The ghouls behind the masks and papal garb are back from Bizarro Vatican City (aka Linköping, Sweden) for the third installment of the Ghost story. And what a strange story it’s been, what with the tragic and untimely passing of both Papa Emeritus I and II and the ascension of II’s “younger brother,” III to vocal prominence on Meliora (Latin for “better”). I made no secret of my throbbing love for their Opus Eponymous debut, and made even fewer bones about my disappointment with follow-up Infestissumam. With the band tied one and one and the writing apparently now being handled by producer to the stars Klas Åhlund, I looked to Meliora to determine if Ghost was a flash in the pan or a serious act worthy of the buzz their enigmatic antics earned them. Well, it looks like the Roulette Wheel of Fate landed on “buzzworthy,” as the third time is definitely the charm. The haunting and devil fornicating can now begin anew.
In a nutshell, Meliora is a return to the style of their debut, which means Blue Öyster Cult with extra Satanism for her pleasure. Sometimes the Satanic component comes by way of a recycled Mercyful Fate riff, other times from church organs and the Book of Aleister Crowley lyrics (and for the last time, no you can’t ride the man’s white horse). But what makes this collection of songs shine is how insanely catchy and entertaining they are. This is a vastly more immediate and addictive spin than Infestissumam, where it seemed the band got bogged down trying to distance themselves from their slick debut. By contrast, these tunes feel much more off-the-cuff, effortless and in line with their strengths, and that makes a big difference.
Opener “Spirit” is an easily digestible, saccharine sweet and rocking slice of Blue Oyster pie, not as gobsmacking as classics like “Ritual” or “Elizabeth,” but still enjoyable in that Beach Blanket Beelzebub style Ghost invented. Pappa I, II, III’s vocals are as smooth and stuck in the 60s as always and the trusty organs provide just the right amount of creepy religious zealotry. “From the Pinnacle to the Pit,” is one of the best tunes these weirdos have crafted yet, with a laid back coolness and a chorus you’ll be singing before the end of your first listen. There’s a faint whiff of Witchfinder General in the air and the song will stick to your ribs like a prison shiv.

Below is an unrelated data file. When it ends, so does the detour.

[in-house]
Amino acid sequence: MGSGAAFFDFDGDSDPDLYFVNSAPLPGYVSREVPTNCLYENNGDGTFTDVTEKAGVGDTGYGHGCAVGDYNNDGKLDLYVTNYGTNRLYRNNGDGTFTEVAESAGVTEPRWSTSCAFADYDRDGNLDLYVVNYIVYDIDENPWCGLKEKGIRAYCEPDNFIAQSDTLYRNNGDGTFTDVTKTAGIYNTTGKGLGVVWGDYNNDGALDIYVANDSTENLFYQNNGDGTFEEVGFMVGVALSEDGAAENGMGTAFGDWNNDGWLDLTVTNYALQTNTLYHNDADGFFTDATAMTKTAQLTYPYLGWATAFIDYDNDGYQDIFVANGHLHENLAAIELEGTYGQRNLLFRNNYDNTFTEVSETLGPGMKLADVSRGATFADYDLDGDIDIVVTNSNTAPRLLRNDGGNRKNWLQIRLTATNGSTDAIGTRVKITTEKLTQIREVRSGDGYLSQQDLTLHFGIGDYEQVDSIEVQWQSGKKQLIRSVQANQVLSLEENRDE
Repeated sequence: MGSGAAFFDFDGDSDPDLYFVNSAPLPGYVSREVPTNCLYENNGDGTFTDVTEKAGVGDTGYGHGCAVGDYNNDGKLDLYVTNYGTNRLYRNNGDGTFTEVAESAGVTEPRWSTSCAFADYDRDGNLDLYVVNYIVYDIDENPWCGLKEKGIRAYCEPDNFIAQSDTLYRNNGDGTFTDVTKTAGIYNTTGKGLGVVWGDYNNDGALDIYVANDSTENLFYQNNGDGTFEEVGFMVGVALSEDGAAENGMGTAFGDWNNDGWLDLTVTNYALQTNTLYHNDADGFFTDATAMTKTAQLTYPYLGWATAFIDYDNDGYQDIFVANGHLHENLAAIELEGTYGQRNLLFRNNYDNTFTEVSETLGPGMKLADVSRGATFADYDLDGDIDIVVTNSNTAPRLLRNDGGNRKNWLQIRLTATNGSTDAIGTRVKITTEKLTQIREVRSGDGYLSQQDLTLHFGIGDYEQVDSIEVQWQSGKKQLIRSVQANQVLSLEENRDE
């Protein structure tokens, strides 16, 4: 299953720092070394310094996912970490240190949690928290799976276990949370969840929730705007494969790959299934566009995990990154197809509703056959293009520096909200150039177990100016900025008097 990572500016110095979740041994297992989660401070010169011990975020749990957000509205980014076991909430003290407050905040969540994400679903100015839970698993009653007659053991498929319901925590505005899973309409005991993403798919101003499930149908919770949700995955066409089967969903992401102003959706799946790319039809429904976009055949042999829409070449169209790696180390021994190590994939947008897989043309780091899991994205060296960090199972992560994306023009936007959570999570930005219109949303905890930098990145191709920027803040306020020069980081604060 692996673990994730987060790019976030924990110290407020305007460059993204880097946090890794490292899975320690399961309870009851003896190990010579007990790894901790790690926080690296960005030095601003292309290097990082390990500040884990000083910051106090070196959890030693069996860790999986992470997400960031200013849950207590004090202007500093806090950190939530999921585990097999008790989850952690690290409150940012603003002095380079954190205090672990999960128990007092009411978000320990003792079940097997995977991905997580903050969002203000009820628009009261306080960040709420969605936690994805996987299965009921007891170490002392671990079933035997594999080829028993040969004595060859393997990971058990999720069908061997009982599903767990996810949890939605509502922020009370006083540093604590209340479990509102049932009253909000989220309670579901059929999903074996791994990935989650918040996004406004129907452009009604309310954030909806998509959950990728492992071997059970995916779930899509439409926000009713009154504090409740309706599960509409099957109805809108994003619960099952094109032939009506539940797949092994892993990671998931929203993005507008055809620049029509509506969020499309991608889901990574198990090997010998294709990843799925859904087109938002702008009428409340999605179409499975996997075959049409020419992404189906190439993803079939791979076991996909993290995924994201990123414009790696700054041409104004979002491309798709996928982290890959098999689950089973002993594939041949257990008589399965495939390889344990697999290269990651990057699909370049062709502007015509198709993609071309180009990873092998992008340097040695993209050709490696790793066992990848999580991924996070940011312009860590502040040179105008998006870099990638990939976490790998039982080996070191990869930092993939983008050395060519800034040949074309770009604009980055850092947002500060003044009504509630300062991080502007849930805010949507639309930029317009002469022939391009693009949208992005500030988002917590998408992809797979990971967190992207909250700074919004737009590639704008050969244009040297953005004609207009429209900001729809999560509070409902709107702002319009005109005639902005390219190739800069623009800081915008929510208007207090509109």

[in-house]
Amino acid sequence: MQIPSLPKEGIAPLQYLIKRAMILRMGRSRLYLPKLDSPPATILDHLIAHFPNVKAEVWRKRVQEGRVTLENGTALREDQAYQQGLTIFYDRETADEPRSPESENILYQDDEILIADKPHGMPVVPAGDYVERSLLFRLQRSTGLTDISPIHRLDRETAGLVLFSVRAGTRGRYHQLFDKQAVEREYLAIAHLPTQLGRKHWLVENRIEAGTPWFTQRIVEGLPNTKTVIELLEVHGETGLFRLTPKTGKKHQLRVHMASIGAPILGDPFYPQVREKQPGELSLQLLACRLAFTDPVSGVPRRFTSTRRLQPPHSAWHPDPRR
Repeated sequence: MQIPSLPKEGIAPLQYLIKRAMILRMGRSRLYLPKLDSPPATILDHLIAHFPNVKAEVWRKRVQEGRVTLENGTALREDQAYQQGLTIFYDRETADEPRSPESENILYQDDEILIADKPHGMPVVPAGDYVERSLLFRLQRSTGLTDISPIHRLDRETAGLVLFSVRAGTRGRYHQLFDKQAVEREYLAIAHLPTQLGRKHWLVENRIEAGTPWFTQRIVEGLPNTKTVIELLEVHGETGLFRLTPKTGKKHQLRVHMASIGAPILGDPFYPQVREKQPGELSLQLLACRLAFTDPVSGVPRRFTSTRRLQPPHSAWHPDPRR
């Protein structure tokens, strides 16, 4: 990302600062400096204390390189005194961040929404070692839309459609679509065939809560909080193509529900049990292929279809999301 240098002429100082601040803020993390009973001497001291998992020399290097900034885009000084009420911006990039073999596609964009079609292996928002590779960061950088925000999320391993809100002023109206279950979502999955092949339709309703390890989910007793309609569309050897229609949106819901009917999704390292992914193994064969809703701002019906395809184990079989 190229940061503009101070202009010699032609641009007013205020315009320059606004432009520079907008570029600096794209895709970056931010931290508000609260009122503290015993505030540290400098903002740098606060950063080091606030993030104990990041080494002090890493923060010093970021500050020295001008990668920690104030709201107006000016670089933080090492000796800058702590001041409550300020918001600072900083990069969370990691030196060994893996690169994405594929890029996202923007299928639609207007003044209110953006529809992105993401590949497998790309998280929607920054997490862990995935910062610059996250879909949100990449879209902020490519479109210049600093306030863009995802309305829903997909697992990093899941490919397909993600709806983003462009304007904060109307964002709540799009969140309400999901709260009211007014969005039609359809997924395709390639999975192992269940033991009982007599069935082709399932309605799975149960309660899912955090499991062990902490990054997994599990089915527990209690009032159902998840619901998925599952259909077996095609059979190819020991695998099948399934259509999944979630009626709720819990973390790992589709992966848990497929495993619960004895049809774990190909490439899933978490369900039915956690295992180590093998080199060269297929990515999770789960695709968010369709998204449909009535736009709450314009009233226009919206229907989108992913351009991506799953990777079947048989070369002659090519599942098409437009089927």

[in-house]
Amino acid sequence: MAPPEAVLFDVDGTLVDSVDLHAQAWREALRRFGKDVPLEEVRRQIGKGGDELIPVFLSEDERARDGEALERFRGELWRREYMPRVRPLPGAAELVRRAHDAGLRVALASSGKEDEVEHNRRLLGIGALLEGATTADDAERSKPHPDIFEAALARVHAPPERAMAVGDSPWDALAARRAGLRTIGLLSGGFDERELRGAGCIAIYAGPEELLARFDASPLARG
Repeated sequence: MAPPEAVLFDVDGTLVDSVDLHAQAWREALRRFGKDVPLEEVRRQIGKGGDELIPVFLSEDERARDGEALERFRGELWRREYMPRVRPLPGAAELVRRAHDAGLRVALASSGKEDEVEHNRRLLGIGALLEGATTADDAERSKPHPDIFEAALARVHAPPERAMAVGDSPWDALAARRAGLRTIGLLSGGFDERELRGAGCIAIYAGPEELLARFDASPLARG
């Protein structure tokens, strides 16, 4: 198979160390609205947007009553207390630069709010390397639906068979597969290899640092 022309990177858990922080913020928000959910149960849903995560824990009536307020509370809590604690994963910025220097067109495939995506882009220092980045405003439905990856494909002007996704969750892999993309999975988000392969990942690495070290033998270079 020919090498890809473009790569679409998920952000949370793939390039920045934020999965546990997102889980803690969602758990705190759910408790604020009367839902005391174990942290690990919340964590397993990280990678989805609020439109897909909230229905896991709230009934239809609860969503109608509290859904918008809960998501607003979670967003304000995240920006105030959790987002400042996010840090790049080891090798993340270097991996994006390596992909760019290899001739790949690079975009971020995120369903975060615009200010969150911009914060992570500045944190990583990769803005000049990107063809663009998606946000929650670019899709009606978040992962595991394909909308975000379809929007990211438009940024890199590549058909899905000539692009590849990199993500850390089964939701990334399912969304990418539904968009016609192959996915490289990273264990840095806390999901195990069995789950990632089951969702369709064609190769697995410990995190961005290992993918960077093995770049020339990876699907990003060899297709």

And the beauty of Meliora is that all the songs have a similar charm and appeal. “Cirice” is a great song with another chorus you can’t ignore, and “He Is” has an excellently trippy vibe, sounding like The Mamas and Papas backed by Blue Oyster Cult with traces of the Eagles. This one could be the sister song to “Don’t Fear the Reaper” and “San Francisco (Be Sure to Wear a Flower in Your Hair)” and that’s quite an offbeat accomplishment to hang from your vestments. “Mummy Dust” is a wonderful title and a lovingly eccentric tune, and “Absolution” is the token Mercyful Fate tribute you can almost hear King Diamond singing. Closer “Deus in Absentia” introduces slight touches of Thin Lizzy guitar-work and there will never be another song about burning in a pyre that sounds this joyous.
There isn’t a weak song to be found on Meliora, and it’s like Infestissumam never happened, with that album’s attempts at trippy psychedelica and lava lamp fetishism banished to the void as the band returns to their rocking core.
Pappa III’s silky smooth, hippie-dippie vocals weave all sorts of hooks and traps, ensnaring all but the most jaded of listeners. His performance gives Ghost a unique sound even as they gleefully rob the vaults of their ancestors for inspiration. To aid Pappa in his unholy crusade, the album features an abundance of wicked guitar work dripping like black candle wax off the coven’s entertainment center/altar of sacrifice. The style and approach may be borrowed from a more established Cult, but it’s wildly effective nonetheless. Performances aside, it’s the high-quality writing that makes Meliora so intoxicating, and horns and hails to this Klas Åhlund character if his involvement resulted in this fine return to form [lol. Hard to imagine. – AMG]!
As for weak points, I suppose the extremely accessible, almost poppy nature of the songs may hurt the album’s staying power after the newness wears off, but I’ve been spinning the bejeezus out of it and still find it richly entertaining. It helps that it’s a short album (just over 42 minutes), as it flies by quickly leaving you wanting more.
I didn’t know what to expect from Meliora, but Ghost got under my skin again and I’m sorry for doubting their otherworldly powers. It’s rare a mega-hyped band lives up to their press, and that’s what happened here, so I officially declare the House of Steel to be haunted once again. Boo-urns!